Suppressors Are Not Silent
Politicians in the United States love to engage in knee-jerk reactions to current events to grab headlines, attention, and fool a few gullible voters into supporting them during the next election cycle. When that knee-jerk reaction is tied to a hot-button topic, like gun control, mixed with a presidential election in less than a year and a half away, and you have a recipe for turning massively dumb ideas into political reality.
The lasted knee-jerk reaction is coming via the recent Virginia Beach mass shooting. A disgruntled municipal worker with reported workplace violence issues reportedly submitted his two-week notice to quit his job. That same day, he showed up at the workplace and killed 12 co-workers before dying in a gun battle with police.
New reports indicate the shooter used two .45-caliber handguns with high-capacity magazines. One of the pistols reportedly was equipped with a suppressor, which has the anti-gun crowd in a tizzy.
After all, television programs and the movies make the uninformed believe a suppressor reduces the volume to about the level of shooting a spit-wad out of a plastic straw. The reality, though, is quite different.
The first notion to dispel is that of a “silencer.” A suppressor does not “silence” a firearm. Those sounds you hear when people fire “silenced” firearms in movies and TV programs are fake and in no way reflect reality.
The simple fact is, even a suppressed firearm makes enough noise to drown out most any other loud noise. A suppressed firearm also can cause hearing damage and pain.
The suppressor has an interesting history in the United States. Hiram Percy Maxim, an MIT graduate and son of the inventor of the legendary Maxim machine gun, patented and produced the world’s first suppressor in 1902, and named it the “Maxim Silencer.”
The suppressor reduces noise to more hearing-safe levels, while also reducing felt recoil and muzzle flash. It greatly aids in the teaching and training of proficient firearms use, while reducing noise pollution.
The idea was to sell it to hunters and target shooters to reduce the sound levels by up to 40 decibels. That reduces the amount of noise pollution produced while target shooting or hunting, and reduces the potential for hearing damage. Most suppressed firearms, though, produce sound levels greatly exceeding safe levels. All of them make far more noise than indicated in movies and TV shows.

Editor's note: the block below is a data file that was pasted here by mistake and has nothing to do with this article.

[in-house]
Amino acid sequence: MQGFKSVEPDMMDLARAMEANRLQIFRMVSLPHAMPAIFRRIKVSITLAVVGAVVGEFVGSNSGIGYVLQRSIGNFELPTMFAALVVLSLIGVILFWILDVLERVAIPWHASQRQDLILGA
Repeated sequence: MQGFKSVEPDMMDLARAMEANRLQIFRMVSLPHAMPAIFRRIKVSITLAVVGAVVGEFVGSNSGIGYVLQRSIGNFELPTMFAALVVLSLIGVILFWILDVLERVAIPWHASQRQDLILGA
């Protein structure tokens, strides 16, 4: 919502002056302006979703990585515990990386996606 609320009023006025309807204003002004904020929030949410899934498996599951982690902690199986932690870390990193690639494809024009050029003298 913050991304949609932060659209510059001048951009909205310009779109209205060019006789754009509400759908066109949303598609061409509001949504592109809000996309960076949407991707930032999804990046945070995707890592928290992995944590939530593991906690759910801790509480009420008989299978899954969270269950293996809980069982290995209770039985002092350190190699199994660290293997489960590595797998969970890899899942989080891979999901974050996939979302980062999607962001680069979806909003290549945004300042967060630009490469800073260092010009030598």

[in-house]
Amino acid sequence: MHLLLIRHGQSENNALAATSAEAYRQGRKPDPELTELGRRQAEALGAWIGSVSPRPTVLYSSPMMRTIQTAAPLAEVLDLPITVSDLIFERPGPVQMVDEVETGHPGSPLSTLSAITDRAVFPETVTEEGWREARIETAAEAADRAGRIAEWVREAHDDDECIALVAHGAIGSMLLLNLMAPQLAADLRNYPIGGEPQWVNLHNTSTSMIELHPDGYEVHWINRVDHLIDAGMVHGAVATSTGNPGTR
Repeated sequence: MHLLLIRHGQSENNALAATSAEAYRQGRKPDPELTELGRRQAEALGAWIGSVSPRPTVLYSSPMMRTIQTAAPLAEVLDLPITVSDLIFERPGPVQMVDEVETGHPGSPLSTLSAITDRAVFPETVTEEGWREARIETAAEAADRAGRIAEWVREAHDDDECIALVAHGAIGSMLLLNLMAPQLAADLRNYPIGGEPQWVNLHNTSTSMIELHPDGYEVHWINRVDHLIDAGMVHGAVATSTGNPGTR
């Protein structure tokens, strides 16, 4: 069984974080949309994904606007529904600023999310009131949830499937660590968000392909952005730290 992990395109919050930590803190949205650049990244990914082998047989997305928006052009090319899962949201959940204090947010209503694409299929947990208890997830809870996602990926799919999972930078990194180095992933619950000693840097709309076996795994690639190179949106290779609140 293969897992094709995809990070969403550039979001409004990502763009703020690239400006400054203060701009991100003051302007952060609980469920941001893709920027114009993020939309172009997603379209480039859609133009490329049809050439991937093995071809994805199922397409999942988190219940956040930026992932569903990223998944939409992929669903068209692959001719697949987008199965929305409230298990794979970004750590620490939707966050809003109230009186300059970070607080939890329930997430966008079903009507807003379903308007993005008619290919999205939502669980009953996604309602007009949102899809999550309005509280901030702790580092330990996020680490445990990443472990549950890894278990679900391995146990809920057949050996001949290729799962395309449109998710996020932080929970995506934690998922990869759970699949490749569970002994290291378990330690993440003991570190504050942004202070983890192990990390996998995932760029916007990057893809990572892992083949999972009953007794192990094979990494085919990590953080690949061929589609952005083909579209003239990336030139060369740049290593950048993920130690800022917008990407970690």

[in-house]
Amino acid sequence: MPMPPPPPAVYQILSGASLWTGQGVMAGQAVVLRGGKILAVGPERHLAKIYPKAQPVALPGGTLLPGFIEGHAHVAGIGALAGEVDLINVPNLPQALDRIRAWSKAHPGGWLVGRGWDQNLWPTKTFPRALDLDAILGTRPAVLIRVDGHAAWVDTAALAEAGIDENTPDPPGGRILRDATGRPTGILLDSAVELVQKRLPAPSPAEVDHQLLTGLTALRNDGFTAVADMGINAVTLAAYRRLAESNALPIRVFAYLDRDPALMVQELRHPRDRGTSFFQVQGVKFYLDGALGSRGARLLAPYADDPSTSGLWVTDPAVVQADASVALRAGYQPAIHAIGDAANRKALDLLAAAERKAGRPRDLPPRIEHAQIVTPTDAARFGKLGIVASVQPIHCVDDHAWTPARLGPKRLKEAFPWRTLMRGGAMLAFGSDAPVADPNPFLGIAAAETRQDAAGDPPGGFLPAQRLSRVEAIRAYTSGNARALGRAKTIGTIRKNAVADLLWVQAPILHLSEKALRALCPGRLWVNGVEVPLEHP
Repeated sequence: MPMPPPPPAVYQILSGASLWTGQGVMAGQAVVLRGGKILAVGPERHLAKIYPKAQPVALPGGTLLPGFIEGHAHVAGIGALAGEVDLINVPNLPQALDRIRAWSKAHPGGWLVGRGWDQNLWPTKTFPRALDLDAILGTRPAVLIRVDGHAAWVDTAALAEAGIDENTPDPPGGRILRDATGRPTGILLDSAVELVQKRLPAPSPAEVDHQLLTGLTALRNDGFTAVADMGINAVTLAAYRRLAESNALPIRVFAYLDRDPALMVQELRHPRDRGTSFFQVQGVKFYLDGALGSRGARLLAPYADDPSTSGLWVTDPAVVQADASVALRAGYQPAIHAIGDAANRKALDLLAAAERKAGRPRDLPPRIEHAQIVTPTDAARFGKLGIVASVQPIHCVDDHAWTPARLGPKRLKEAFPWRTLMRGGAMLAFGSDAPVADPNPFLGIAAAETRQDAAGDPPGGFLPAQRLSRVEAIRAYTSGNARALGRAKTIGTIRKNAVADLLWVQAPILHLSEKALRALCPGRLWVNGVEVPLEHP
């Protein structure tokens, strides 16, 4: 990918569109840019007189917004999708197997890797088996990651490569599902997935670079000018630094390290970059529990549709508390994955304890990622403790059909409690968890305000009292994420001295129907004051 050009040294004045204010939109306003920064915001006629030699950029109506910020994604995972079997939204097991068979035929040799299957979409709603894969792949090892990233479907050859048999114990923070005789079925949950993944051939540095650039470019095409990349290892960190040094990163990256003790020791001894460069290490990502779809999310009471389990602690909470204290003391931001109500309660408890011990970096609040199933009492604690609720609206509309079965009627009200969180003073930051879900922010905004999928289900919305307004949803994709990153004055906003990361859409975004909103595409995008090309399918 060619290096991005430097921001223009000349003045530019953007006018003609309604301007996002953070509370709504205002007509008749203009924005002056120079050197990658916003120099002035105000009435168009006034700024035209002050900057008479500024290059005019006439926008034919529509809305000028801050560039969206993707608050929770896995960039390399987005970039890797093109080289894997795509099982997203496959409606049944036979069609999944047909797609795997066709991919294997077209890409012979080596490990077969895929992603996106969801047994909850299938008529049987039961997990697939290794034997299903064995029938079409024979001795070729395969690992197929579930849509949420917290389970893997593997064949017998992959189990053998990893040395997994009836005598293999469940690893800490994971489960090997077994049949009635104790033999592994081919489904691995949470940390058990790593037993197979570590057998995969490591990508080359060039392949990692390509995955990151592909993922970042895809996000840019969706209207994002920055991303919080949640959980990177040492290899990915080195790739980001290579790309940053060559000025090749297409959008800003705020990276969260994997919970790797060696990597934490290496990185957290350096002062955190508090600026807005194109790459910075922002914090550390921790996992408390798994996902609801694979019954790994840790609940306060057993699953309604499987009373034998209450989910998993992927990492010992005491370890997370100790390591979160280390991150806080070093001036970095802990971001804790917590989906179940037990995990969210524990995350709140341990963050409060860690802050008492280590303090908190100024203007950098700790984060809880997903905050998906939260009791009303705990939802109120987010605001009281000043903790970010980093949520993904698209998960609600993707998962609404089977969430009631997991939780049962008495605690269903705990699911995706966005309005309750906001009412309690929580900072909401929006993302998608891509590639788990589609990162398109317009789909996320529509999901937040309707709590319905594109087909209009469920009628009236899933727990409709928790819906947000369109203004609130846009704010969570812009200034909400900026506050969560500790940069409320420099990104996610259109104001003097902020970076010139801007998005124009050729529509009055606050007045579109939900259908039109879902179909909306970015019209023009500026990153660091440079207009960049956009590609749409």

A suppressor makes it possible for shooting instructors to better communicate with students, shooting ranges to remain neighborhood-friendly by reducing noise. A suppressor never makes it possible for an assailant to hide his or her location while targeting a victim, as depicted in films. About the most someone might hope for is to help conceal his or her position. That would be more of a military application in the field. It would not work in an enclosed environment where loud noises are readily detected and amplified by hard surfaces.
A simple comparison of the decibel levels of various suppressed and unsuppressed firearms shows most suppressed firearms produce noise volumes exceeding 110 decibels and reaching 140 decibels. That is about equal to The Who playing a rock concert in a small room in a municipal building. No one would agree that would be a “silent” event.
The Beatles once played an unannounced outdoor gig on a rooftop in London. It instantly drew large crowds from around the street. Safe to say, there was nothing silent about it. And there is nothing silent about a suppressed firearm.
Yet, because a criminal chose to use a firearm with a suppressor attached in a very high-profile mass shooting, knee-jerk politicians and those who support them want suppressors banned. Even President Donald Trump indicated potential support for banning them, just as he recently supported a ban on bump stocks.
Trump since has walked back his initial comments, saying he might not support a ban on suppressors. Neither suppressors nor bump stocks are firearms, so they do not benefit from Second Amendment protections.
The usual anti-gun crowd, though, is targeting suppressors and high-capacity magazines as their latest panacea to address yet another mass shooting in a so-called gun-free zone.
They also are pushing universal background checks and red flag laws – yet more ways to restrict access to firearms. Like most knee-jerk political reactions, bad policy is the likeliest outcome.